High-quality optical microcavities are prospective in many optoelectronics fields like optical communication, nonlinear optics, and quantum information technology. For quantum telecommunication over 1.55 μm silica-fiber-based networks, micropillar cavities containing quantum dots (QDs) are strongly required to construct quantum devices such as single-photon sources (SPSs). The straight way could be using micropillars composed of traditional InGaAsP/InP distributed Bragg reflectors (DBRs), which can in principle serve as efficient 1.55 μm SPSs. To reduce the difficulty in fabricating such ~30 μm high pillars, structure hybridizing semiconductor with dielectric materials is designed. Consisting of Si/SiO2 DBRs and an InP active layer, such a micropillar readily enhances the rate of single-photon emitting from an InAs/InP QD to be over GHz and serves as a photon-indistinguishable SPS. To strongly couple a 1.55 μm QD with an optical mode, the Si/SiO2-InP hybrid micropillar cavity can be reformed by introducing tapered DBR structures. This new hybrid pillar cavity can be diminished to have a sub-micrometer diameter, giving small mode volume and ensuring single QD emission. With quality (Q) factor as high as 105–106, this cavity can behave as a coherently controllable quantum device. More effective might be the InGaAsP/InP-air-aperture micropillar cavity, which can be fabricated by a monolithic process without hybridizing.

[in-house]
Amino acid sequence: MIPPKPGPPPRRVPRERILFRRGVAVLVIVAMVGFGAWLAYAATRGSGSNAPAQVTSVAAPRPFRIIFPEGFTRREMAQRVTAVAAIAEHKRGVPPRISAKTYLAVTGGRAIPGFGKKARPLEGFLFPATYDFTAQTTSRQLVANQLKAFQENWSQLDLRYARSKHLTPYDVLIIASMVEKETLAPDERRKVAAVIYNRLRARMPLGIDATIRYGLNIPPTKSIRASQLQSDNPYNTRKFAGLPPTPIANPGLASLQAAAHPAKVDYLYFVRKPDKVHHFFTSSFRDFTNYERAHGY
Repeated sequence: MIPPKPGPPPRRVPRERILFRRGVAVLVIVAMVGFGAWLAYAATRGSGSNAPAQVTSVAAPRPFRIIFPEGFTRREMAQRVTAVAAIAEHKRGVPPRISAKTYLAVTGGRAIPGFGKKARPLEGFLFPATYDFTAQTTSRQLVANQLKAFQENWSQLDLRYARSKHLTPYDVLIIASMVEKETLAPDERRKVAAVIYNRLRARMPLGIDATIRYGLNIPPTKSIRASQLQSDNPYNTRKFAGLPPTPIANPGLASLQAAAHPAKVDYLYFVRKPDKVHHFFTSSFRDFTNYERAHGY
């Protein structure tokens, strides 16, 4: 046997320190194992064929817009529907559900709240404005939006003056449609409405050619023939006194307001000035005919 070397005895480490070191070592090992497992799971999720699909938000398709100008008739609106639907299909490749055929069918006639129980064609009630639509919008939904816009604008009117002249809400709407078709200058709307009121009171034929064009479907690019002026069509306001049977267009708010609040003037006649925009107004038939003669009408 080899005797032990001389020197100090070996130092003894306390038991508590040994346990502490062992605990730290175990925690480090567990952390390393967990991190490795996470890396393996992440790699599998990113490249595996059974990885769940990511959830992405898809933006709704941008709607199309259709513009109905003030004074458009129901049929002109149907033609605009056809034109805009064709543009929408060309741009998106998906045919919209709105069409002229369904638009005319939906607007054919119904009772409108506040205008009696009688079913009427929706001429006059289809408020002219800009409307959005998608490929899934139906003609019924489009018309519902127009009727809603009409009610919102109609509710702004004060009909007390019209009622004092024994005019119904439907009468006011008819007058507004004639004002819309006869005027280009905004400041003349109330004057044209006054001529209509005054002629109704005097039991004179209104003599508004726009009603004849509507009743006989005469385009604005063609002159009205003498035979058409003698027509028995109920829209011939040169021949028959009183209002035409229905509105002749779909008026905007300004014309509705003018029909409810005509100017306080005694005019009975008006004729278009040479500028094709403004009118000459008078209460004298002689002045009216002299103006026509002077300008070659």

Part of the book: Optoelectronics
Focal-plane avalanche photodiodes (APDs) are being more and more widely and deeply studied to satisfy the requirement in weak light and single photon imaging. The progresses of this worldwide study, especially the distinctive researches and achievements in Southwest Institute of Technical Physics and University of Electronic Science and Technology of China are reviewed in this chapter. We successfully fabricated up to 64 × 1 linear-mode Si APD arrays, and 32 × 32–64 × 64 Si single-photon avalanche detector (SPAD) arrays, and applied them in Laser Detection and Ranging (LADAR) platforms like driverless vehicles. Also, we developed 32 × 32–64 × 64 InGaAsP/InP SPAD arrays, and constructed three-dimensional imaging LADAR using them. Together with the progresses of other groups and other materials, we see a prospective future for the development and application of focal-plane APDs.
Part of the book: Advances in Photodetectors